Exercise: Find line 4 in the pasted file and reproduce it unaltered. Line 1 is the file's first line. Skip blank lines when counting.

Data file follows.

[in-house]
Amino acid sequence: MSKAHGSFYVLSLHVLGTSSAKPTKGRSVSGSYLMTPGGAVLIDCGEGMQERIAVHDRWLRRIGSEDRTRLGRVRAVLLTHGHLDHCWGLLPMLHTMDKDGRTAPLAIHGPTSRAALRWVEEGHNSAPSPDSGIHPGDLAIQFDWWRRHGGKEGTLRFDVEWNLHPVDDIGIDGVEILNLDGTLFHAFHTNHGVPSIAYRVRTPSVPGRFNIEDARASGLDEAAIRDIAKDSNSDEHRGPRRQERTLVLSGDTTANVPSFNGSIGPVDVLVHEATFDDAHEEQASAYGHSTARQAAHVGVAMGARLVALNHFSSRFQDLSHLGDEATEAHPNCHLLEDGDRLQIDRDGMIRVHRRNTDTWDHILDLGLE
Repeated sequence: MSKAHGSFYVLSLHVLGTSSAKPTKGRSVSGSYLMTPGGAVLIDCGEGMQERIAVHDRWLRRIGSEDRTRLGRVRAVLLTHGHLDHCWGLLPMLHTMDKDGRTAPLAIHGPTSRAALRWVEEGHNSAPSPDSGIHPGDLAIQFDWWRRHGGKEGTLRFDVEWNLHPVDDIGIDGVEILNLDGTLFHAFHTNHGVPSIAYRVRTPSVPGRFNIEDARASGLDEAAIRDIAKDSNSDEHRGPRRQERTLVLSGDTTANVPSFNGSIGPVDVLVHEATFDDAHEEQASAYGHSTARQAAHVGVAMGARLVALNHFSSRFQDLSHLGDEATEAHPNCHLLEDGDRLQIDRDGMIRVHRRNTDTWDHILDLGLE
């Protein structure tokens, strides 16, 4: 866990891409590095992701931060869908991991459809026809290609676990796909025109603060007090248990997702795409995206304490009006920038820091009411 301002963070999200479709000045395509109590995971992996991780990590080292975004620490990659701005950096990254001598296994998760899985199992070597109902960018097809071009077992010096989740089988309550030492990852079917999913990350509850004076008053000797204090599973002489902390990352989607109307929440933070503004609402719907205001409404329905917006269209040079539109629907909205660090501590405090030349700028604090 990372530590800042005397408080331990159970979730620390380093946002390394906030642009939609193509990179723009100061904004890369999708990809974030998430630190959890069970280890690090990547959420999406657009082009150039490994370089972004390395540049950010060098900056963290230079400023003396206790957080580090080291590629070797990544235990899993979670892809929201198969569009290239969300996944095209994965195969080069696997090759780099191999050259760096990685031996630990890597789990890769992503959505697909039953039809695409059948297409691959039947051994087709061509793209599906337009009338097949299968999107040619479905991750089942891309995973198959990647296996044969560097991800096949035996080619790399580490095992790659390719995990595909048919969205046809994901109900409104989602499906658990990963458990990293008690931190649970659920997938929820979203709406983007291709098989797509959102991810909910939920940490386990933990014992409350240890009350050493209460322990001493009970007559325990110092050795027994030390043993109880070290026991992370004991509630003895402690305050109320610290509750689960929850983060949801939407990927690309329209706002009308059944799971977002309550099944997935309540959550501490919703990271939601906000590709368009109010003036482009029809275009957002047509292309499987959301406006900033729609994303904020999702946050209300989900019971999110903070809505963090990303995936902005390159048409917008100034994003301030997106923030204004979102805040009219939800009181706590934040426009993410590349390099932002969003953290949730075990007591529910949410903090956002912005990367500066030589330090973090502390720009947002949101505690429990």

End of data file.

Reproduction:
């Protein structure tokens, strides 16, 4: 866990891409590095992701931060869908991991459809026809290609676990796909025109603060007090248990997702795409995206304490009006920038820091009411 301002963070999200479709000045395509109590995971992996991780990590080292975004620490990659701005950096990254001598296994998760899985199992070597109902960018097809071009077992010096989740089988309550030492990852079917999913990350509850004076008053000797204090599973002489902390990352989607109307929440933070503004609402719907205001409404329905917006269209040079539109629907909205660090501590405090030349700028604090 990372530590800042005397408080331990159970979730620390380093946002390394906030642009939609193509990179723009100061904004890369999708990809974030998430630190959890069970280890690090990547959420999406657009082009150039490994370089972004390395540049950010060098900056963290230079400023003396206790957080580090080291590629070797990544235990899993979670892809929201198969569009290239969300996944095209994965195969080069696997090759780099191999050259760096990685031996630990890597789990890769992503959505697909039953039809695409059948297409691959039947051994087709061509793209599906337009009338097949299968999107040619479905991750089942891309995973198959990647296996044969560097991800096949035996080619790399580490095992790659390719995990595909048919969205046809994901109900409104989602499906658990990963458990990293008690931190649970659920997938929820979203709406983007291709098989797509959102991810909910939920940490386990933990014992409350240890009350050493209460322990001493009970007559325990110092050795027994030390043993109880070290026991992370004991509630003895402690305050109320610290509750689960929850983060949801939407990927690309329209706002009308059944799971977002309550099944997935309540959550501490919703990271939601906000590709368009109010003036482009029809275009957002047509292309499987959301406006900033729609994303904020999702946050209300989900019971999110903070809505963090990303995936902005390159048409917008100034994003301030997106923030204004979102805040009219939800009181706590934040426009993410590349390099932002969003953290949730075990007591529910949410903090956002912005990367500066030589330090973090502390720009947002949101505690429990």